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Cambridge Health Alliance CEO Patrick Wardell and chief quality officer Dr. Paul Allen speak April 10 before the City Council.

Cambridge Health Alliance CEO Patrick Wardell and chief quality officer Dr. Paul Allen speak April 10 before the City Council.

A city councillor says employees at Cambridge Hospital have told him the hospital’s switch to treating all psychiatric emergency patients in its main emergency room instead of offering a separate psychiatric ER has been rocky, with more suicide attempts, patients leaving without permission, use of restraints and calls for police help.

“Is that success?” councillor Marc McGovern asked at an April 10 public hearing of the controversial June closing of the psychiatric emergency room. Earlier, Cambridge Health Alliance chief quality officer Dr. Paul Allen had told councillors “any integration has growing pains” but “care has improved.”

McGovern, a social worker with ties to the Cambridge mental health community, said employees, whom he didn’t name, contacted him with concerns about the situation. In an interview after the hearing, McGovern said he was told about one incident when a medical patient heard workers attending to a psychiatric patient who had tried to hang himself on the other side of the curtain separating the two beds.

Asked about the allegation that suicide attempts, restraints, walkouts and calls to the police had increased, Cambridge Health Alliance spokesman David Cecere said the number of “reportable events” had not increased since the “integration” of psych emergency services into the main ER. The “reportable events” he referred to are those reported to state health officials, though; they include suicides and self-harm and “serious harm or death” from restraints, but not the other categories mentioned by McGovern. In addition, Cecere explained that the number that didn’t rise was the total number of “serious reportable events,” which include medical and surgical errors, not just mistakes in psychiatric care, and those occur in any part of the Alliance, not just the Cambridge Hospital emergency room.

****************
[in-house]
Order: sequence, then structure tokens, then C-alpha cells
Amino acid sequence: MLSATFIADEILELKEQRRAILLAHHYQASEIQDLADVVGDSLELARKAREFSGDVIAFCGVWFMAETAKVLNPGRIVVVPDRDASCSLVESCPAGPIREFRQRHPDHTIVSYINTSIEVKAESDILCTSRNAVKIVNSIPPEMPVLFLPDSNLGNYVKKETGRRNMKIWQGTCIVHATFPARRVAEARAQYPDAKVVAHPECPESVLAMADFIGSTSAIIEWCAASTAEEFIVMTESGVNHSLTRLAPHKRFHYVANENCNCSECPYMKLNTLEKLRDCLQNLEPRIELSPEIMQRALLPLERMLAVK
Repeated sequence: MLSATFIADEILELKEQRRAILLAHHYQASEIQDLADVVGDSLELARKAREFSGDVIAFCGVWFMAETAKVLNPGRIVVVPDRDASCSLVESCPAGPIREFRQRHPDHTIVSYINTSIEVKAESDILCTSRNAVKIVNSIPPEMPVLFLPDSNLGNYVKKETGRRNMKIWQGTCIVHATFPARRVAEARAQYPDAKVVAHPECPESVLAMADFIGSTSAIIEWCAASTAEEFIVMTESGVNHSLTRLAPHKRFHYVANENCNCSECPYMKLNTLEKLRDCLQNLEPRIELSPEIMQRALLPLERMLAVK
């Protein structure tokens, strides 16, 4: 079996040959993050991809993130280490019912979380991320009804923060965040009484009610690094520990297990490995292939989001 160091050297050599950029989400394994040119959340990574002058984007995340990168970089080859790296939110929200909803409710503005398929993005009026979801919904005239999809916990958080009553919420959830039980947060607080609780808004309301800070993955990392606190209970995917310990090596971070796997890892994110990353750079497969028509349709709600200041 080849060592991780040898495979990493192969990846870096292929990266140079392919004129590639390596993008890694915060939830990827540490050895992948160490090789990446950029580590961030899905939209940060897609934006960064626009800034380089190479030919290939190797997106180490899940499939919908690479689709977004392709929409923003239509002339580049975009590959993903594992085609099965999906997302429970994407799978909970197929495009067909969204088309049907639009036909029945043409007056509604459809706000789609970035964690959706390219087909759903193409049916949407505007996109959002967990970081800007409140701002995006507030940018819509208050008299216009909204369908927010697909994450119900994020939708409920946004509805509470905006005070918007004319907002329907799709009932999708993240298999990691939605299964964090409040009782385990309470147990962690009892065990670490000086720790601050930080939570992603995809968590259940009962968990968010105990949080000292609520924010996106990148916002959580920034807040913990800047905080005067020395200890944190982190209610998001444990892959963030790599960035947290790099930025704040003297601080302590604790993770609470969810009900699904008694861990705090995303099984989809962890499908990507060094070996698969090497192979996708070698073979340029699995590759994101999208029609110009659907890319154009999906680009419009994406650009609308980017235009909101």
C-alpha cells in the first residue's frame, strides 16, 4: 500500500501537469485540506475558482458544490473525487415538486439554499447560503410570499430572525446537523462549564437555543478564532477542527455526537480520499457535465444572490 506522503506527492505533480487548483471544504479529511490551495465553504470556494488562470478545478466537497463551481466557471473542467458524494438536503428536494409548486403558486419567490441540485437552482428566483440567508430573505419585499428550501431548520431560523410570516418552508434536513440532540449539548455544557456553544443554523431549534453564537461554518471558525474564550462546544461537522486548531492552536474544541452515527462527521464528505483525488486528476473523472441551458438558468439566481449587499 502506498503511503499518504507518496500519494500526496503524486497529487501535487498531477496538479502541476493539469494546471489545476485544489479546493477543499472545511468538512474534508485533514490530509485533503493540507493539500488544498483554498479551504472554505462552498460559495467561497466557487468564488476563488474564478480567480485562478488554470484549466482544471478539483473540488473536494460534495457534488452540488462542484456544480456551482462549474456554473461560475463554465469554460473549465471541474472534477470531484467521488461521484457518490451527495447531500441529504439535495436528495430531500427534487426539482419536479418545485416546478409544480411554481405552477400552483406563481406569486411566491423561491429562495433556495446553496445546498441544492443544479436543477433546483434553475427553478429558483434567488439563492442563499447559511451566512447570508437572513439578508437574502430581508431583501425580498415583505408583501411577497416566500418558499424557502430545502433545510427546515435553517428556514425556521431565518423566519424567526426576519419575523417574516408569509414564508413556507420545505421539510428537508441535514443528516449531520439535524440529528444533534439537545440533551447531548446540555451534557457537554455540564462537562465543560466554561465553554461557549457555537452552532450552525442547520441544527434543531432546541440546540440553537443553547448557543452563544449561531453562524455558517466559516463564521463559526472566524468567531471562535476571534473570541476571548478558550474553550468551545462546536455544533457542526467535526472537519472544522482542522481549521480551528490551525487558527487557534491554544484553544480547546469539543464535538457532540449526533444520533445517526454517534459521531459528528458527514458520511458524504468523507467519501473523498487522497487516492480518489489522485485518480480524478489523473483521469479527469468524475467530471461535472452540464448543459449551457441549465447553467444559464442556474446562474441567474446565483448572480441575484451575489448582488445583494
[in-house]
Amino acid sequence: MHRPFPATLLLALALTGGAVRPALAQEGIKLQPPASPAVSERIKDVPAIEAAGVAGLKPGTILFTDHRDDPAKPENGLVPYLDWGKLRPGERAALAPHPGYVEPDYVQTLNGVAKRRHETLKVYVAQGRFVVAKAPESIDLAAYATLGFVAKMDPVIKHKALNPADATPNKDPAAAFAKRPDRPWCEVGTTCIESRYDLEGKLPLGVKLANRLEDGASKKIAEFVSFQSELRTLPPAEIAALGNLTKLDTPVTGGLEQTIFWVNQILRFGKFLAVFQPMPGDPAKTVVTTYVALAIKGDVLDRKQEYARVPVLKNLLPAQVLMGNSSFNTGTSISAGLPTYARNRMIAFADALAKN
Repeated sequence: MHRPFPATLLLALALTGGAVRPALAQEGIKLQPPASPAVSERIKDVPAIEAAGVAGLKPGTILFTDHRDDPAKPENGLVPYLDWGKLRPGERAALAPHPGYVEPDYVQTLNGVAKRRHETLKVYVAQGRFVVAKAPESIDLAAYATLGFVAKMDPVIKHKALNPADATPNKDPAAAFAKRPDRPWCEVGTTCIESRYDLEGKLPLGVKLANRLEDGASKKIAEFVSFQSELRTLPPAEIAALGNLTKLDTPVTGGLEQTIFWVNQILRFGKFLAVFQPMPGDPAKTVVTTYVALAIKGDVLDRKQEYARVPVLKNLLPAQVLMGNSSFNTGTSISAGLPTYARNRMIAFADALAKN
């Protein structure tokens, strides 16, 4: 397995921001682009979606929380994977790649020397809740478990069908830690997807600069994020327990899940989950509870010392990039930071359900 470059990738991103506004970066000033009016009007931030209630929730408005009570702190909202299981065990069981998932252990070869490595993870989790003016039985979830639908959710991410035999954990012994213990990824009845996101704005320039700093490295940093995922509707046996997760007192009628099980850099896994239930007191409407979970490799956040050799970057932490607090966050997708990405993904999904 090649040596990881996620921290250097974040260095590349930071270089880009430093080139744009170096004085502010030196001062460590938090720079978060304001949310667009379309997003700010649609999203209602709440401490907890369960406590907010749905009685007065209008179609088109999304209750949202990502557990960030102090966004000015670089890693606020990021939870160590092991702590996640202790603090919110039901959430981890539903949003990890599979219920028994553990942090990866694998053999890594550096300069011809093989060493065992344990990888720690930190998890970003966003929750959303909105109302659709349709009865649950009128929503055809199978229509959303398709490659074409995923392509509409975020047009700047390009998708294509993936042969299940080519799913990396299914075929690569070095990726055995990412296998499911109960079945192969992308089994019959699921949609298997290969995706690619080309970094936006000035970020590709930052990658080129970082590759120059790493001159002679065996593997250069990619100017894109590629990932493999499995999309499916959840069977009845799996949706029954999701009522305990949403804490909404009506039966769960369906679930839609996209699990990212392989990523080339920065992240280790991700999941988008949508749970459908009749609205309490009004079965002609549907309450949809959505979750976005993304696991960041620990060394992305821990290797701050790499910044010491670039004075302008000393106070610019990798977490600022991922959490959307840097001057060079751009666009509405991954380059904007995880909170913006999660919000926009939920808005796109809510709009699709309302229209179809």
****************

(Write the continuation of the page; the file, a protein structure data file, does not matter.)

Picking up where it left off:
Cecere declined to comment on the incident reported by McGovern. “Most of our rooms are private, and we make every effort to respect our patients’ privacy,” he said.

Making the change

The Alliance’s decision to close the separate psychiatric emergency room and provide all psychiatric emergency services in the main emergency department sparked criticism from employees and relatives of mentally ill patients, who said staffing and physical space would be inadequate and unsafe. A longtime psychiatrist at the separate ER, Dr. George Cramer, said he would resign. In a vote, councillors voted to ask the Alliance to reconsider.

At the time, Cecere said there would be enough staff despite the elimination of nine psychiatric nurses’ positions and some counselors. He said the hospital was preparing two rooms for psychiatric patients who needed special treatment to keep them safe.

Cecere also said the hospital already treated about 2,500 psychiatric patients a year in its main emergency room, along with 2,500 in the separate psych ER. Those numbers may not be so clear cut. Two weeks ago, discussing the possible reason psych patients were staying longer in the ER after the change, Cecere said mentally ill patients in the main emergency room were sometimes sent to the separate psych emergency room to await admission.

“This was foreseen”